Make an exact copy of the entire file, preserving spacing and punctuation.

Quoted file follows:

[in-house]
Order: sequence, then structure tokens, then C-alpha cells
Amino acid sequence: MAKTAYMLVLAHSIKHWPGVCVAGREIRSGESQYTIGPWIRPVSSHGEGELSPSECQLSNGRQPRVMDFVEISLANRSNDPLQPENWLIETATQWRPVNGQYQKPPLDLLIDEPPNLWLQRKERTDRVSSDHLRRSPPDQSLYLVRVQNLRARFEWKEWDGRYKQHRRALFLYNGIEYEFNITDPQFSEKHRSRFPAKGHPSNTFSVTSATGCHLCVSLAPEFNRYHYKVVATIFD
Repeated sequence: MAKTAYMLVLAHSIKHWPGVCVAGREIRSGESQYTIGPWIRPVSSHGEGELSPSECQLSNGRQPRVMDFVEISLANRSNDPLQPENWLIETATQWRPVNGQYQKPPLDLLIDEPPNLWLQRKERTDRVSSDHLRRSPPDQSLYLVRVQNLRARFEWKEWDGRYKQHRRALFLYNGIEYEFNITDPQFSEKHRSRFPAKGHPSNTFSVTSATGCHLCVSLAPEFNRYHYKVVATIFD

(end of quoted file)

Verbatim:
[in-house]
Order: sequence, then structure tokens, then C-alpha cells
Amino acid sequence: MAKTAYMLVLAHSIKHWPGVCVAGREIRSGESQYTIGPWIRPVSSHGEGELSPSECQLSNGRQPRVMDFVEISLANRSNDPLQPENWLIETATQWRPVNGQYQKPPLDLLIDEPPNLWLQRKERTDRVSSDHLRRSPPDQSLYLVRVQNLRARFEWKEWDGRYKQHRRALFLYNGIEYEFNITDPQFSEKHRSRFPAKGHPSNTFSVTSATGCHLCVSLAPEFNRYHYKVVATIFD
Repeated sequence: MAKTAYMLVLAHSIKHWPGVCVAGREIRSGESQYTIGPWIRPVSSHGEGELSPSECQLSNGRQPRVMDFVEISLANRSNDPLQPENWLIETATQWRPVNGQYQKPPLDLLIDEPPNLWLQRKERTDRVSSDHLRRSPPDQSLYLVRVQNLRARFEWKEWDGRYKQHRRALFLYNGIEYEFNITDPQFSEKHRSRFPAKGHPSNTFSVTSATGCHLCVSLAPEFNRYHYKVVATIFD